A noticeably-thinner Jerry Sandusky arrived in Centre County court in a red jumpsuit this morning, carrying a manila envelope likely containing his declaration of innocence he will read to the court during his sentencing today.
The former Penn State football defensive coordinator is facing 10 to 400 years in prison for the 45 counts of child molestation he was convicted of in June. At age 68, any significant sentence could mean life in prison.
Sandusky’s wife, Dottie, smiled at people gathered at the courthouse as she entered with her daughter, Kara, who waved. The pair arrived with Sandusky’s attorney, Joseph Amendola, for the hearing.
Judge John Cleland will begin the hearing by determining whether Sandusky is a sexually violent predator, a classification that will force Sandusky to register as a sex offender if he is ever released from jail.
Following the classification, the sentencing phase of the hearing will begin, with both Sandusky and his victims set to make statements about his future in prison.
“They can take away my life, they can make me out as a monster, they can treat me as a monster, but they can’t take away my heart,” Sandusky said on the recording. “In my heart, I know I did not do these alleged, disgusting acts. My wife has been my only sex partner and that was after marriage. Our love continues.”
Sandusky’s family members have written letters to the judge on his behalf, Amendola said. They will not testify at the hearing.
Sandusky’s denial of guilt drew an angry response from Thomas Kline, the attorney for one of his victims, who called the statement, “a lashing out on the eve on his sentencing.”
“There is no chance that Mr. Sandusky was innocent,” Kline said. “It is preposterous to suggest that 10 separate victims, their families, their parents, their lawyers, the prosecutors, and the press and everyone else conspired to somehow convict Mr. Sandusky.”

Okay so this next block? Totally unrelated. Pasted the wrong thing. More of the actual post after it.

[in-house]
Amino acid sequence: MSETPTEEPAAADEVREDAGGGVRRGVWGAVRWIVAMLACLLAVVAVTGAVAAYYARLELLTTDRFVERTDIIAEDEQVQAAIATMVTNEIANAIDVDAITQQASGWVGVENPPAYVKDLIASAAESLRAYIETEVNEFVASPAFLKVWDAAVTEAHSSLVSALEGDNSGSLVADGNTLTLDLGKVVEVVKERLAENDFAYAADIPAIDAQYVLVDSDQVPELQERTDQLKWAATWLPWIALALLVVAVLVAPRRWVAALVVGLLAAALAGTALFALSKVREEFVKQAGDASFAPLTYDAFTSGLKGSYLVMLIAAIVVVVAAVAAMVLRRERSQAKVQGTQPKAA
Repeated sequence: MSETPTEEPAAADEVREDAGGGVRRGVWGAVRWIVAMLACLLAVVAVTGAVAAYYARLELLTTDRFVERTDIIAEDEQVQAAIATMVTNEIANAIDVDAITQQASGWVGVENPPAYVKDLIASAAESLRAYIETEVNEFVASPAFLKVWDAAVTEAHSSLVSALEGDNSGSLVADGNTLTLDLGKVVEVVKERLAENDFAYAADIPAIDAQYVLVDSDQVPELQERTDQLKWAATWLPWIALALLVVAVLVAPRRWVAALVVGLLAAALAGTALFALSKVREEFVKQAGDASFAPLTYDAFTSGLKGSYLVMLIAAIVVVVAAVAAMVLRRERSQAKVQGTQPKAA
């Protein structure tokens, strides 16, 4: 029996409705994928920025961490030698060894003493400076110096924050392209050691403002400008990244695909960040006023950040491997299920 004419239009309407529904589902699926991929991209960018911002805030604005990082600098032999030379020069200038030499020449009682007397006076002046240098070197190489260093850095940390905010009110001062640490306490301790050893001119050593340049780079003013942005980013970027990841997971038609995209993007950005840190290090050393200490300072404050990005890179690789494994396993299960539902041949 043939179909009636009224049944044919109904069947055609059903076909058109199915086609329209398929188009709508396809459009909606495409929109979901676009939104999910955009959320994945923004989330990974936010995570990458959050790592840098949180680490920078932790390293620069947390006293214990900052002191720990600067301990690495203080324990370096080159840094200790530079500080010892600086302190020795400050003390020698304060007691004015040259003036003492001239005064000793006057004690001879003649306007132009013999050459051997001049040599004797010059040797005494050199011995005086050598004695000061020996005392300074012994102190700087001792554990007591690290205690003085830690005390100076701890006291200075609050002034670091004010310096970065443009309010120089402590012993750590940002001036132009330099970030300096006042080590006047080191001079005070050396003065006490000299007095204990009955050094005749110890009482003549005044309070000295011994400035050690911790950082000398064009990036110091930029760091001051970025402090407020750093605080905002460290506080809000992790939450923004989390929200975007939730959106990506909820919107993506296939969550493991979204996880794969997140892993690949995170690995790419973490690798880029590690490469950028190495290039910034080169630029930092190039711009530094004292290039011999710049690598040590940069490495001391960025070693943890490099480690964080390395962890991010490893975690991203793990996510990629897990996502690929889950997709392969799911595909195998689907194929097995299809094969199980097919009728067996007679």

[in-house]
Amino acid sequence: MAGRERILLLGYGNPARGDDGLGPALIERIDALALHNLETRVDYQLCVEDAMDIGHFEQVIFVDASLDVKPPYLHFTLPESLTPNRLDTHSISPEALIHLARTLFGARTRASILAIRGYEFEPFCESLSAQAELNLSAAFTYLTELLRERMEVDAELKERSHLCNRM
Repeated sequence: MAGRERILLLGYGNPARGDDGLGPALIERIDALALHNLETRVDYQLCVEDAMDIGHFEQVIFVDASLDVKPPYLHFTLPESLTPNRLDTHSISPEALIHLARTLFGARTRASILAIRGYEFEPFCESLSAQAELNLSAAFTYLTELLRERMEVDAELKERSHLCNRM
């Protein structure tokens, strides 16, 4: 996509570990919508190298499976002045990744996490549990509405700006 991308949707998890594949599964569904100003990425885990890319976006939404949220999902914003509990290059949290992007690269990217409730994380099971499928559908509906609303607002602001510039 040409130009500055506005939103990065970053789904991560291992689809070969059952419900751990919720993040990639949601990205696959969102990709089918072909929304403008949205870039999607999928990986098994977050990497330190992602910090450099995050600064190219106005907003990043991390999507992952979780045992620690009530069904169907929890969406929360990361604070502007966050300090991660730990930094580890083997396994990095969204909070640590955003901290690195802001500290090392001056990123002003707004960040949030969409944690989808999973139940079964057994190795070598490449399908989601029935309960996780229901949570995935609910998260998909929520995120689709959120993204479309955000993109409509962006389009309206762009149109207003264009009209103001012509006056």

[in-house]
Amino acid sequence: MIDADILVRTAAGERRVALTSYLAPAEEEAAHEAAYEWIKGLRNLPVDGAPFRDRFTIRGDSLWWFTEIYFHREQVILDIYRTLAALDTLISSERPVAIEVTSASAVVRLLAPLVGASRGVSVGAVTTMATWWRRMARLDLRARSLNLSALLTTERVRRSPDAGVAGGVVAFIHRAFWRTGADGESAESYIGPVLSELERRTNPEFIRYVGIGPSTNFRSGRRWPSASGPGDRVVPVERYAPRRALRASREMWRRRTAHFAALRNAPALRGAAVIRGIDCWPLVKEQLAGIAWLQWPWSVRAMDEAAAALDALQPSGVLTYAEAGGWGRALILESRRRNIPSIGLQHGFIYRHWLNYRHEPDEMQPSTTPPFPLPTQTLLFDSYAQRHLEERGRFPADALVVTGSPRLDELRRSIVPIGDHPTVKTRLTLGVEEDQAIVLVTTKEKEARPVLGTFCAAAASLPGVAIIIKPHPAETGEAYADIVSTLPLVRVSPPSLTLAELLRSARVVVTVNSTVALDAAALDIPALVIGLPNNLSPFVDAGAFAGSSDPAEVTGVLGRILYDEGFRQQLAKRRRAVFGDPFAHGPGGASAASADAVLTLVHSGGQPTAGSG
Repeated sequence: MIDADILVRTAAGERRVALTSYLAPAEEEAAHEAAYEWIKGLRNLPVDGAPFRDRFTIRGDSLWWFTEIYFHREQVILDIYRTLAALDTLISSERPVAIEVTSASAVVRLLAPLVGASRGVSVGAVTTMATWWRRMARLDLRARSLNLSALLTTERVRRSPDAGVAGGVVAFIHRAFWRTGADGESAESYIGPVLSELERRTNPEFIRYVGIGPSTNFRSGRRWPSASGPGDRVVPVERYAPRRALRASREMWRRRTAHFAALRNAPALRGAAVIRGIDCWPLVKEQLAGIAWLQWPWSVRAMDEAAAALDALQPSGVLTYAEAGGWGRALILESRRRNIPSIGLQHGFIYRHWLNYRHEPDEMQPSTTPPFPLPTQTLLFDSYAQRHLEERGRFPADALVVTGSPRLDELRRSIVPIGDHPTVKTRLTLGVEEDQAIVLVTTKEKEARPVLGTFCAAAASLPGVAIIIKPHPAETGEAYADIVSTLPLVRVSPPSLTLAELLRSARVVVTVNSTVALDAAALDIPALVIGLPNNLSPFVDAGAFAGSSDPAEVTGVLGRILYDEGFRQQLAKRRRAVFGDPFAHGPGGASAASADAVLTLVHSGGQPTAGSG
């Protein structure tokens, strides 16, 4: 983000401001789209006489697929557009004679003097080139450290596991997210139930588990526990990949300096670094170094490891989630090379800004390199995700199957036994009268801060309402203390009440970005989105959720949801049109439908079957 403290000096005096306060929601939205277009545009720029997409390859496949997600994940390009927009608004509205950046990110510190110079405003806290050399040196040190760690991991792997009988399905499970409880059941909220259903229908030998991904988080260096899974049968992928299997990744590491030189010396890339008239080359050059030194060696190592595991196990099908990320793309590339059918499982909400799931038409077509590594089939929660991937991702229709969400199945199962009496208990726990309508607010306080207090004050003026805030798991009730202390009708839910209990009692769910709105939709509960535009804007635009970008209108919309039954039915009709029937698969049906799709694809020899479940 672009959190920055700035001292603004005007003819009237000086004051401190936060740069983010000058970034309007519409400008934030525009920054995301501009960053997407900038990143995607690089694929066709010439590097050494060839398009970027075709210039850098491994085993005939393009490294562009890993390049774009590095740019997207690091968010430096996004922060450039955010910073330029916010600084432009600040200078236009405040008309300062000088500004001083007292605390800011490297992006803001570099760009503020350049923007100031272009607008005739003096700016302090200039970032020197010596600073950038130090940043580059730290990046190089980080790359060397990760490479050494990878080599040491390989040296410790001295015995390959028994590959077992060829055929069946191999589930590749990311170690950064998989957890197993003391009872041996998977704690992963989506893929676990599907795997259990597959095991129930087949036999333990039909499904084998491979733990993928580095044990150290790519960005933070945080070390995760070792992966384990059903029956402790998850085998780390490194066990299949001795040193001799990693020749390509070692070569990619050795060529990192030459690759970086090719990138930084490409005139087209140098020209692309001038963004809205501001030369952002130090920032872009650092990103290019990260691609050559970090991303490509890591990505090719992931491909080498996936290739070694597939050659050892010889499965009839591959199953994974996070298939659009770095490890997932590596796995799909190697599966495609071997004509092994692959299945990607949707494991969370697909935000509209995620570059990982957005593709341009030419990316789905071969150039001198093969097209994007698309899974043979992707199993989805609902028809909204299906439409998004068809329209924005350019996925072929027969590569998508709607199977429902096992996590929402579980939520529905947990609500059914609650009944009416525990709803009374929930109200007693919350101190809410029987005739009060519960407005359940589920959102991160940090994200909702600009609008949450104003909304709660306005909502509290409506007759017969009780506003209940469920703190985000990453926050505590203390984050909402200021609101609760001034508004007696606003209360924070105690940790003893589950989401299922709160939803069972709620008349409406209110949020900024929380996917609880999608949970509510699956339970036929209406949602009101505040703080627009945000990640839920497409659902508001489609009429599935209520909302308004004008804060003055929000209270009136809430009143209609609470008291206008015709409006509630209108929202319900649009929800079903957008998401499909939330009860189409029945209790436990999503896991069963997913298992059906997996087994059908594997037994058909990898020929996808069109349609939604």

Kline’s client, the man known as Victim 5, will testify with about six other victims in the case, according to prosecutors.
Sandusky was found guilty of sexually abusing 10 boys over a 15-year period, all of whom he met and befriended through the charity he founded for underprivileged youth, the Second Mile. The victims who testified at Sandusky’s June trial said that he touched them and forced them to engage in sex acts at the Penn State locker room showers and in his home.
The accusations against Sandusky also implicated the Penn State football program and the university in helping to cover up his crimes and keep them quiet for years. Legendary head coach Joe Paterno was fired from his job for not doing enough to protect children after an assistant coach reported to Paterno that he had seen Sandusky engaging in sexual behavior with a boy on campus.
The Penn State University president, Graham Spanier, also lost his job, and the athletic director and vice president for finance at the college were charged with perjury and failure to report child abuse for their knowledge of the crimes.
Paterno died in January, saying that he wished he had done more with his knowledge of the crimes, while Spanier, Curley, and Schultz have maintained their innocence.
“You can chose to be in denial about everything you have done, (but) you are only fooling yourself,” said the man identified as Victim 6. “It is time to stop coming up with excuses for your behavior. If you admit your guilt to God, he will forgive you. If you don’t, you won’t be able to receive forgiveness.”
“You took something from him that can never be replaced,” the statement from Victim 9’s mother read. “Sorry will never be enough. There is no punishment sufficient for you. When you admit your wrongdoing, maybe, maybe you will be forgiven. ”
The victims who testified at Sandusky’s June trial said that he touched them and forced them to engage in sex acts at the Penn State locker room showers and in his home.
Penn State University president Graham Spanier, who lost his job, athletic director Tim Curley and vice president for finance Gary Schultz were charged with perjury and failure to report child abuse for their knowledge of the crimes.
Head coach Joe Paterno died in January, saying that he wished he had done more with his knowledge of the crimes, while Spanier, Curley, and Schultz, have maintained their innocence.
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